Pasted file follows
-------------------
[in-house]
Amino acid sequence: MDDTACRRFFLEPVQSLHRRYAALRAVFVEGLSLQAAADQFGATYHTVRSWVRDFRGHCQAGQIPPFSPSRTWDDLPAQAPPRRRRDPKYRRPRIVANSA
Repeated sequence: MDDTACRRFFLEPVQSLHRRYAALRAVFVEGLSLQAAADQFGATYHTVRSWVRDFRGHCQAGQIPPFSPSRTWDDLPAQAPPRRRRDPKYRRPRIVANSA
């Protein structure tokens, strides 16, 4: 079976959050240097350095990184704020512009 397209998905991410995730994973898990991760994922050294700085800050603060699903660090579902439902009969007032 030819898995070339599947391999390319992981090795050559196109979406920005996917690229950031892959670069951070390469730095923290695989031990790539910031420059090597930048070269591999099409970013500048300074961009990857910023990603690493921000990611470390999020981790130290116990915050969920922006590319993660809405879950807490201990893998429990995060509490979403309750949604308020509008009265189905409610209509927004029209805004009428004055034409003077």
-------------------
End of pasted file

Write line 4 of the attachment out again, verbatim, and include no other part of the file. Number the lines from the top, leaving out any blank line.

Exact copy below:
């Protein structure tokens, strides 16, 4: 079976959050240097350095990184704020512009 397209998905991410995730994973898990991760994922050294700085800050603060699903660090579902439902009969007032 030819898995070339599947391999390319992981090795050559196109979406920005996917690229950031892959670069951070390469730095923290695989031990790539910031420059090597930048070269591999099409970013500048300074961009990857910023990603690493921000990611470390999020981790130290116990915050969920922006590319993660809405879950807490201990893998429990995060509490979403309750949604308020509008009265189905409610209509927004029209805004009428004055034409003077």